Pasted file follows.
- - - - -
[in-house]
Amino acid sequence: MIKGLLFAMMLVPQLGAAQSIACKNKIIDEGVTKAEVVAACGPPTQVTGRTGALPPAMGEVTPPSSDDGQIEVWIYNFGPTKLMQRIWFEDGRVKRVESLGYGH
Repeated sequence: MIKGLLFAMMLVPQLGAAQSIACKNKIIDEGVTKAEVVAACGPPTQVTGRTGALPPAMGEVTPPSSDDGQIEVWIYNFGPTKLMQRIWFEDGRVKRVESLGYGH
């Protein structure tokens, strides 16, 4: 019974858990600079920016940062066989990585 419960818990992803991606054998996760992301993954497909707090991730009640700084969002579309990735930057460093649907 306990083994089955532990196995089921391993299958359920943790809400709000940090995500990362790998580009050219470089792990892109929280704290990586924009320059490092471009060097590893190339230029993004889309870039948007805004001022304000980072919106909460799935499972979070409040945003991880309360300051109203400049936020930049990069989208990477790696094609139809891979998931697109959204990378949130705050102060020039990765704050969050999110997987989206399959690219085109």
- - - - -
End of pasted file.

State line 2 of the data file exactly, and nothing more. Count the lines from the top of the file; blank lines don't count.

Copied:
Amino acid sequence: MIKGLLFAMMLVPQLGAAQSIACKNKIIDEGVTKAEVVAACGPPTQVTGRTGALPPAMGEVTPPSSDDGQIEVWIYNFGPTKLMQRIWFEDGRVKRVESLGYGH